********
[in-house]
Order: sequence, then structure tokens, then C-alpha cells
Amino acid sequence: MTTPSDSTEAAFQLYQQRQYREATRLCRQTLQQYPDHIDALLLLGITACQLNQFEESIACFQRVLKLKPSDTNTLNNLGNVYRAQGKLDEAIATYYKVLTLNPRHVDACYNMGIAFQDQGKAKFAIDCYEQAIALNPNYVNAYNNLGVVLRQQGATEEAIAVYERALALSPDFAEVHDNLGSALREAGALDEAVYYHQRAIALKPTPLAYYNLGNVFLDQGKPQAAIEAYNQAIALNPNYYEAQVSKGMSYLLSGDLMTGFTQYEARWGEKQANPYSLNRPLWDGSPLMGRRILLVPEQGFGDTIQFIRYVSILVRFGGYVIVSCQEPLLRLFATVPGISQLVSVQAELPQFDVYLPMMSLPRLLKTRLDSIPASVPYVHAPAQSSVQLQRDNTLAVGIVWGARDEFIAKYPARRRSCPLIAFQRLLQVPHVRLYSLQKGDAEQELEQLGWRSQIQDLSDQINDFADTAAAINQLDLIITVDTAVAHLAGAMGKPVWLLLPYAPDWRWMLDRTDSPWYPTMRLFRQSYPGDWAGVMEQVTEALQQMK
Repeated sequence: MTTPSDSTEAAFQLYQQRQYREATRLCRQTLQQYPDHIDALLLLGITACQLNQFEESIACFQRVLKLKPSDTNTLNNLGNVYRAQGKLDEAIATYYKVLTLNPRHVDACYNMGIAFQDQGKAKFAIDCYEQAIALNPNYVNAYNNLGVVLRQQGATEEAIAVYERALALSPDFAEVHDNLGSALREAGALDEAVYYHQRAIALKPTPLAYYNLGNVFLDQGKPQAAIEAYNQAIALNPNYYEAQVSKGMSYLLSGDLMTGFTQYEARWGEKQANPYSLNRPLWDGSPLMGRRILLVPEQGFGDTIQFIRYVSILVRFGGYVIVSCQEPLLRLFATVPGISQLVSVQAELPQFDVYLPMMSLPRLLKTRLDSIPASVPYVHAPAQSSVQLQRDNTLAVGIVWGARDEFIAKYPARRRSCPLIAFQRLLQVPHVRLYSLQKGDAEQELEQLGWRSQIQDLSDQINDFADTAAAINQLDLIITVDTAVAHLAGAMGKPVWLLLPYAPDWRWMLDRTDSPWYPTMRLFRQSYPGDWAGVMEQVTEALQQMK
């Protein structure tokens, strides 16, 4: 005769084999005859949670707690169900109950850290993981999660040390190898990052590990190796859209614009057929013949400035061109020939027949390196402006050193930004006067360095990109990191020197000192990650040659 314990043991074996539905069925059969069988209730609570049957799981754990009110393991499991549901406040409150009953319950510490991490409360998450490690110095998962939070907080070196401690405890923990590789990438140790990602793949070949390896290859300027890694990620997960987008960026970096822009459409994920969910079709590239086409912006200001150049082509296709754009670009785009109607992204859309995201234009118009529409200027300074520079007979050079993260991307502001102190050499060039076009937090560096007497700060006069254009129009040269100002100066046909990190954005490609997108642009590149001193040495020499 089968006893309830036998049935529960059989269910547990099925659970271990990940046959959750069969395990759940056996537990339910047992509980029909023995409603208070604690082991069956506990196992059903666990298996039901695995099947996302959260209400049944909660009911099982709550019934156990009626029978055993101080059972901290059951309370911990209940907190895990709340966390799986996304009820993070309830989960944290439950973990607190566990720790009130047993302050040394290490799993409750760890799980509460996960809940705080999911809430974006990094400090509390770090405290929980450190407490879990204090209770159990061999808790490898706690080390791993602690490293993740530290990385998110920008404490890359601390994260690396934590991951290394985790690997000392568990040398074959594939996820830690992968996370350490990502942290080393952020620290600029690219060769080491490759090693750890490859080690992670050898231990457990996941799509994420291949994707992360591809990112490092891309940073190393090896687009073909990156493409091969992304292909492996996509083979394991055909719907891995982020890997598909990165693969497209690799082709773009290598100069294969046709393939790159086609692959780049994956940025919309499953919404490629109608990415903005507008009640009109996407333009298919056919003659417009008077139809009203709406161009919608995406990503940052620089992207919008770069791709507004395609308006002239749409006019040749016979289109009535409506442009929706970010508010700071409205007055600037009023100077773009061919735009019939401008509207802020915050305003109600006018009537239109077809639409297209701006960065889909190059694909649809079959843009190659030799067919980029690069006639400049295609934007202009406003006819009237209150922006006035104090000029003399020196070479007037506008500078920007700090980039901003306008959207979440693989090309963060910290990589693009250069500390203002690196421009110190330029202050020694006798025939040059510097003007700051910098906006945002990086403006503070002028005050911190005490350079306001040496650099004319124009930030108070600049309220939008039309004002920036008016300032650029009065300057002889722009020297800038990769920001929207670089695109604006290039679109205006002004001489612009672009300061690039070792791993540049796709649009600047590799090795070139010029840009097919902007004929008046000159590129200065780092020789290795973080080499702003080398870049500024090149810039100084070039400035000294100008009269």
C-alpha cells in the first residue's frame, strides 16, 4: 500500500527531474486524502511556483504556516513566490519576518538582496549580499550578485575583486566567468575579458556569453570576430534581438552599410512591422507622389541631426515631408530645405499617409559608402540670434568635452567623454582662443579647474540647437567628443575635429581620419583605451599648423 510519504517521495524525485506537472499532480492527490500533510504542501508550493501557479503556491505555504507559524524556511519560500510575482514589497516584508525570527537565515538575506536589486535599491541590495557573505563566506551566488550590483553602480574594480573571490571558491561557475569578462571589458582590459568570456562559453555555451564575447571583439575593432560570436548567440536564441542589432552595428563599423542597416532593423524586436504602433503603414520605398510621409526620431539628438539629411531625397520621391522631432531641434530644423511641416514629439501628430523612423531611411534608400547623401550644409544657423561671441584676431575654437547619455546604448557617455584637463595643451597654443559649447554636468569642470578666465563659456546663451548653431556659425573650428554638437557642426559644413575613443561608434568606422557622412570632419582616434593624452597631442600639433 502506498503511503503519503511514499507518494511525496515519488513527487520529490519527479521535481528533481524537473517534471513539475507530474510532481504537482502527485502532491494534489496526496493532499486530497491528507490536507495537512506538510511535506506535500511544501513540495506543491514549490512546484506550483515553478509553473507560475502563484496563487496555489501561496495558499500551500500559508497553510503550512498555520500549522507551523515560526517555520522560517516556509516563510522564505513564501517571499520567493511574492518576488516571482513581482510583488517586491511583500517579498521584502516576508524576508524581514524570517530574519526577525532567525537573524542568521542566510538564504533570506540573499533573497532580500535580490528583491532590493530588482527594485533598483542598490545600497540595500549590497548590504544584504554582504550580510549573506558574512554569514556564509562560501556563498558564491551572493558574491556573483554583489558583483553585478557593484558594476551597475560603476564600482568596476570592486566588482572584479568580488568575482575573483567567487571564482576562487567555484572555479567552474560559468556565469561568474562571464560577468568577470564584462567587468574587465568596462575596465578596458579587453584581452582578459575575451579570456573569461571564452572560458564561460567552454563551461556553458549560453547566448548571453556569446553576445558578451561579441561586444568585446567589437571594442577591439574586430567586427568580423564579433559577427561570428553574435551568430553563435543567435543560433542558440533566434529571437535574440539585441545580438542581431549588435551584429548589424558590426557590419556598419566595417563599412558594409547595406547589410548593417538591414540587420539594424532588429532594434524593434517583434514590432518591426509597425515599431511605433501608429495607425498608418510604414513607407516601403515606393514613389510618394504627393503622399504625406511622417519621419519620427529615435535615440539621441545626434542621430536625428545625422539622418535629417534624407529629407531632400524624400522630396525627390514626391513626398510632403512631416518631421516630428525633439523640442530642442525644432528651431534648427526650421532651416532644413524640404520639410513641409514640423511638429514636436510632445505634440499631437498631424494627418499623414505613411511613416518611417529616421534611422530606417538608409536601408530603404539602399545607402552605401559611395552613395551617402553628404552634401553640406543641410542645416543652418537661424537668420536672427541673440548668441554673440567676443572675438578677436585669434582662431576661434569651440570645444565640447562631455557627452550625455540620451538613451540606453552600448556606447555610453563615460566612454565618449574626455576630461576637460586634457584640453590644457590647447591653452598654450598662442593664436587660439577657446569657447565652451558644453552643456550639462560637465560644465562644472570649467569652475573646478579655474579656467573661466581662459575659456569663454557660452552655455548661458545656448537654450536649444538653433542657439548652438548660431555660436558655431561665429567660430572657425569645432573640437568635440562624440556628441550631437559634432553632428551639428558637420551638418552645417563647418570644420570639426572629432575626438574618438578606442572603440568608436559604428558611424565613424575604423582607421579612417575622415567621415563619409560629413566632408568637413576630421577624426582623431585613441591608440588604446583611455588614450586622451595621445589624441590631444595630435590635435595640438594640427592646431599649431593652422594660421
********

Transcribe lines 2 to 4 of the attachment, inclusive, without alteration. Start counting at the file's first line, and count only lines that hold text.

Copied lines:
Order: sequence, then structure tokens, then C-alpha cells
Amino acid sequence: MTTPSDSTEAAFQLYQQRQYREATRLCRQTLQQYPDHIDALLLLGITACQLNQFEESIACFQRVLKLKPSDTNTLNNLGNVYRAQGKLDEAIATYYKVLTLNPRHVDACYNMGIAFQDQGKAKFAIDCYEQAIALNPNYVNAYNNLGVVLRQQGATEEAIAVYERALALSPDFAEVHDNLGSALREAGALDEAVYYHQRAIALKPTPLAYYNLGNVFLDQGKPQAAIEAYNQAIALNPNYYEAQVSKGMSYLLSGDLMTGFTQYEARWGEKQANPYSLNRPLWDGSPLMGRRILLVPEQGFGDTIQFIRYVSILVRFGGYVIVSCQEPLLRLFATVPGISQLVSVQAELPQFDVYLPMMSLPRLLKTRLDSIPASVPYVHAPAQSSVQLQRDNTLAVGIVWGARDEFIAKYPARRRSCPLIAFQRLLQVPHVRLYSLQKGDAEQELEQLGWRSQIQDLSDQINDFADTAAAINQLDLIITVDTAVAHLAGAMGKPVWLLLPYAPDWRWMLDRTDSPWYPTMRLFRQSYPGDWAGVMEQVTEALQQMK
Repeated sequence: MTTPSDSTEAAFQLYQQRQYREATRLCRQTLQQYPDHIDALLLLGITACQLNQFEESIACFQRVLKLKPSDTNTLNNLGNVYRAQGKLDEAIATYYKVLTLNPRHVDACYNMGIAFQDQGKAKFAIDCYEQAIALNPNYVNAYNNLGVVLRQQGATEEAIAVYERALALSPDFAEVHDNLGSALREAGALDEAVYYHQRAIALKPTPLAYYNLGNVFLDQGKPQAAIEAYNQAIALNPNYYEAQVSKGMSYLLSGDLMTGFTQYEARWGEKQANPYSLNRPLWDGSPLMGRRILLVPEQGFGDTIQFIRYVSILVRFGGYVIVSCQEPLLRLFATVPGISQLVSVQAELPQFDVYLPMMSLPRLLKTRLDSIPASVPYVHAPAQSSVQLQRDNTLAVGIVWGARDEFIAKYPARRRSCPLIAFQRLLQVPHVRLYSLQKGDAEQELEQLGWRSQIQDLSDQINDFADTAAAINQLDLIITVDTAVAHLAGAMGKPVWLLLPYAPDWRWMLDRTDSPWYPTMRLFRQSYPGDWAGVMEQVTEALQQMK